Across from the Fernwood reception area is a large structure that could hold a skating rink. It's warehouse-size, and as we walked the steps, I thought how it didn't really matter where we were. Walking steps means boxing, anywhere. The three steps to the ring. The Sisyphusian steps up the proverbial mountain. On Clottey's shoulders is the boulder of his country. When he speaks about his fights, it is always in terms of making Ghana and its people proud. The Fernwood gym is simple but spacious. Fight posters on the wall tell of Fernwood's glory days, now 20 years past, when James Toney was undefeated and relatively svelte and fought as a headliner at the resort. The gym has one ring. Two Everlast heavybags. Two Everlast speedbags. Unusual was the green backdrop HBO had set up for the interview.
After some pre-interview banter, the interviewer asked Clottey to state his name for the camera. Lights. Action. The sound man nodded his head.
"I am Joshua Clottey."
The cameraman asked Clottey to raise his chin a little, to keep his eyes on the camera while he spoke. Clottey listened to the stage directions, then said it again.
"I am Joshua Clottey."
This line reading had a bit more defiance, a bit more dare. The rehearsal had done Clottey good. The delivery was full of subtext, a lifetime of experience under the words and tone.
Who is Joshua Clottey? Like a good method actor who studies his role and makes the character his own before opening night, Clottey studies himself, then studies his opponents as he readies himself for each fight, using the best parts of himself to exploit the worst parts in others. Stanislavski, the famous acting teacher who wrote the seminal book on method acting, An Actor Prepares, believed that to create a realistic performance, an actor had to prepare in a specific way. More than just delivering lines dramatically, he had to know the meaning of each line and make it his own. For each moment on stage, a concrete memory had to be attached so that the line didn't only sound real but was real, and Stanislavski knew that the best memories are not fabricated, but real.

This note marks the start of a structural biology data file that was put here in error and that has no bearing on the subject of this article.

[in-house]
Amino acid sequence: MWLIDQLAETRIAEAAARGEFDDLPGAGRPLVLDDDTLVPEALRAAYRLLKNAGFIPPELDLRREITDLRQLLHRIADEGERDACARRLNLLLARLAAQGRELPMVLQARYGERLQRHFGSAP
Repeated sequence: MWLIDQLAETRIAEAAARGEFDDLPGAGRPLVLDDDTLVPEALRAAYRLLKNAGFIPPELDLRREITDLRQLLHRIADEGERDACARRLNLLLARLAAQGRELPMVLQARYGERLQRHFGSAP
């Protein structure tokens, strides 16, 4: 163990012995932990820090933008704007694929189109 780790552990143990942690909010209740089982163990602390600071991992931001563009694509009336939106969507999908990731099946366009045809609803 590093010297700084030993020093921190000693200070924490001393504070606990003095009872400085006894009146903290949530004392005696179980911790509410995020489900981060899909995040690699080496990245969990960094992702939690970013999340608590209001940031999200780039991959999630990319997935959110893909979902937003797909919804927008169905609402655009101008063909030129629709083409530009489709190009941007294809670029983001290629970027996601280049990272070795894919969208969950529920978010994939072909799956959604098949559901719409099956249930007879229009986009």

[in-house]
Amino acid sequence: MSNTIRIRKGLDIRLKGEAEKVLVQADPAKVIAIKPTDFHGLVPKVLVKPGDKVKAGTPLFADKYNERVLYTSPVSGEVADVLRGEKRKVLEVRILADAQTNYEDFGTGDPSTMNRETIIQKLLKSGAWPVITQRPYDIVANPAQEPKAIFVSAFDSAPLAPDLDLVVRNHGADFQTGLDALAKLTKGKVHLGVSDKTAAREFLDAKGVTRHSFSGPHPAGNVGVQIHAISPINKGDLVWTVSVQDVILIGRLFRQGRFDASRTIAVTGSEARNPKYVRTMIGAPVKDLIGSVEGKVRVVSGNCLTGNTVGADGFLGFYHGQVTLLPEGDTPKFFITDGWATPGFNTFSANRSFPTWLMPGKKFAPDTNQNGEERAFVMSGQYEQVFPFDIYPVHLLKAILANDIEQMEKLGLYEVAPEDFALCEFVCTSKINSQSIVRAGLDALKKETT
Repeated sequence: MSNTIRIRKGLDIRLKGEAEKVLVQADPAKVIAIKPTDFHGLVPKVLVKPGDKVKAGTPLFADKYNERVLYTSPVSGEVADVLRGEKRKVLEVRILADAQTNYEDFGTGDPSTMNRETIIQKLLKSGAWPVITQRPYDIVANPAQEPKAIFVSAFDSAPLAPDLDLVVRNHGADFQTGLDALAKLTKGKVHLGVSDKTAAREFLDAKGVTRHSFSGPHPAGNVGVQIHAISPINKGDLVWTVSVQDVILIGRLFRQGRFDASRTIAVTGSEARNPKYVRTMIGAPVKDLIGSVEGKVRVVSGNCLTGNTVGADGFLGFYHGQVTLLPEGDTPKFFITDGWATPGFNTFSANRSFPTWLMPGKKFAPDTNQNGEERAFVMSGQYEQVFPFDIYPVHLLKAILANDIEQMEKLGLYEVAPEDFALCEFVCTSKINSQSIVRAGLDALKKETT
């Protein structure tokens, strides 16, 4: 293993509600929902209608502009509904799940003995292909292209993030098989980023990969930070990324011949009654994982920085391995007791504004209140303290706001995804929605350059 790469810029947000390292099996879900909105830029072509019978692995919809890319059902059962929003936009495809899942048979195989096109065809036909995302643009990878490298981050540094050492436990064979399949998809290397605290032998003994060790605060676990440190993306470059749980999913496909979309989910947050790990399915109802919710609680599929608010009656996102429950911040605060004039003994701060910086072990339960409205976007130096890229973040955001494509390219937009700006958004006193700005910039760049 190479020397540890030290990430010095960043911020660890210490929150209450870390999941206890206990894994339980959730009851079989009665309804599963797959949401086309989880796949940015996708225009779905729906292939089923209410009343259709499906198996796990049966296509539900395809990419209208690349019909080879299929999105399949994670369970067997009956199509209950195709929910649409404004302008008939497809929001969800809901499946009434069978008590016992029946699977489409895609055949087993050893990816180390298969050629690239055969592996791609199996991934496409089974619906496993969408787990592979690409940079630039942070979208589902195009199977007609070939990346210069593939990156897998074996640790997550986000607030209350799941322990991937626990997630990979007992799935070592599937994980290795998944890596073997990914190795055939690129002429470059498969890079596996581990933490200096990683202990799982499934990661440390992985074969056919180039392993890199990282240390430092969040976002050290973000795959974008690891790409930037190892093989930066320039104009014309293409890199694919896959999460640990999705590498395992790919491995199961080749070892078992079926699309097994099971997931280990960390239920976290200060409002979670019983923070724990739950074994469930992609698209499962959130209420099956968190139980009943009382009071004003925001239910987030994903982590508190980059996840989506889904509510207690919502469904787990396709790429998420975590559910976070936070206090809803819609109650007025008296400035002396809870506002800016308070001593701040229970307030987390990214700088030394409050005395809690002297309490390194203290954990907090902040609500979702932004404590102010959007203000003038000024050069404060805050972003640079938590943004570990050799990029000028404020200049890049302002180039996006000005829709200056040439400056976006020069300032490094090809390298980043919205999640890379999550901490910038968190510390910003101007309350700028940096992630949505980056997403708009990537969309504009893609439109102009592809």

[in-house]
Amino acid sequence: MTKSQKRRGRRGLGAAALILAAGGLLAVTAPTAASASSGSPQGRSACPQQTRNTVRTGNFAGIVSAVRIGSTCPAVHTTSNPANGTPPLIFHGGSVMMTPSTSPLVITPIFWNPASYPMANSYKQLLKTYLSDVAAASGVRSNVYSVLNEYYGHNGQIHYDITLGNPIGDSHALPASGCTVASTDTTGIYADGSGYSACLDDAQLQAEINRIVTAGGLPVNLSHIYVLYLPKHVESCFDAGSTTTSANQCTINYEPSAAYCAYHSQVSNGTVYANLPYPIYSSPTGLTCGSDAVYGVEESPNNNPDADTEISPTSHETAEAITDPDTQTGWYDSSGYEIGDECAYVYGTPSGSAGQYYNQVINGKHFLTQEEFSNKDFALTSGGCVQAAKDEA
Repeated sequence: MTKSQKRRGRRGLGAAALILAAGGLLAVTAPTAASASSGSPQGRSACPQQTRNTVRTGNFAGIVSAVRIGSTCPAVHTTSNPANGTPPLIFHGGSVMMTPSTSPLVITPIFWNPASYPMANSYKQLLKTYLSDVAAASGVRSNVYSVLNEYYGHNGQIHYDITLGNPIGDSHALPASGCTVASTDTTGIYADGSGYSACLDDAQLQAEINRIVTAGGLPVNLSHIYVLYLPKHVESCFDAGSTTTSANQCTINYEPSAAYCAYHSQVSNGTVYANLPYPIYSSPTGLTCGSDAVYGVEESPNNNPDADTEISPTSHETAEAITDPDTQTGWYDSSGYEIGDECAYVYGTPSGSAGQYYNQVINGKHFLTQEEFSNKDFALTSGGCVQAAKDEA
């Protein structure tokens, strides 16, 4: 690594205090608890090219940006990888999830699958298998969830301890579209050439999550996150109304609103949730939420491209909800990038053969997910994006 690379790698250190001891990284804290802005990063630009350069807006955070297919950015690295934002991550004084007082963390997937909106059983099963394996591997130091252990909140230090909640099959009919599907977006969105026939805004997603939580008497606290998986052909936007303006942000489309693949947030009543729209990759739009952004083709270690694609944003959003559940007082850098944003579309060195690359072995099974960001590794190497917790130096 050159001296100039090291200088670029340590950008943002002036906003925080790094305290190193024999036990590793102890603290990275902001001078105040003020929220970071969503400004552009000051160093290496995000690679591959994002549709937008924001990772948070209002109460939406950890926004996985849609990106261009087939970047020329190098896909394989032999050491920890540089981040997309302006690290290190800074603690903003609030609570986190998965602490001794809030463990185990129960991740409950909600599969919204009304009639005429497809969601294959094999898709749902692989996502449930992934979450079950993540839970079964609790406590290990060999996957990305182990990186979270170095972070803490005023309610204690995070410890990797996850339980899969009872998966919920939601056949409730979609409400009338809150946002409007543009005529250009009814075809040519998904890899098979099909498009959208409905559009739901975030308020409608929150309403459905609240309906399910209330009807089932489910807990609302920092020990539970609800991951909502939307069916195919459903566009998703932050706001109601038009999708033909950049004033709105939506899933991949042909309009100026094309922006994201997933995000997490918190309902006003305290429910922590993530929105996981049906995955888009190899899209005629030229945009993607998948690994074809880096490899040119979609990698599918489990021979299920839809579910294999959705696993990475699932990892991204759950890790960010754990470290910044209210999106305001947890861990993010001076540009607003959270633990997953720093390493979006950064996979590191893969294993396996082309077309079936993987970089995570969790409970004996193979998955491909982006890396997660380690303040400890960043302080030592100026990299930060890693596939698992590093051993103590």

Think Marlon Brando sitting in the back of a taxicab, famously stating, "I could have been a contender." Brando was never a professional fighter, let alone a top 10, but he was a champion actor who studied the Stanislavski method. When he delivered the now-famous line from On The Waterfront, you can be sure he was thinking of a moment that really happened in his life. In Brando's simple, honest delivery, we hear the immediate disappointment of a man whose brother has done him wrong and, more important, we hear an entire lifetime of regret, the lingering, heart-breaking despair of a dream lost. It's perhaps the saddest note a tough guy ever played in the movies. It might be performance, but it is also real. Brando used the method to prepare himself, he used what he knew, and he won an Oscar.
Joshua Clottey is preparing for Miguel Cotto.
"I know it's not going to be easy," Clottey says. "I'm not worried about his uncle or his training. He knows what he has to do to win. He knows what is at hand. And I know what I have to do."
What does Clottey know? What life experience and ring experience does he have to draw upon to fight the most important fight of his life against a smart, skilled opponent named Miguel Cotto, who has reigned as welterweight king for many years and whose sole loss might have come at the hands of plaster of Paris?
The answer: Clottey knows himself. At the Delphic Oracle, two sayings were carved in stone, two character traits that defined a true hero. Know Thyself was one. Nothing in Excess was the other.
Clottey started as a soccer player. He was skilled. He was fast. Then one day he got tired of a bully on the soccer field who was beating people.
"I wanted to fight him. I beat him. I fell in love with the sport."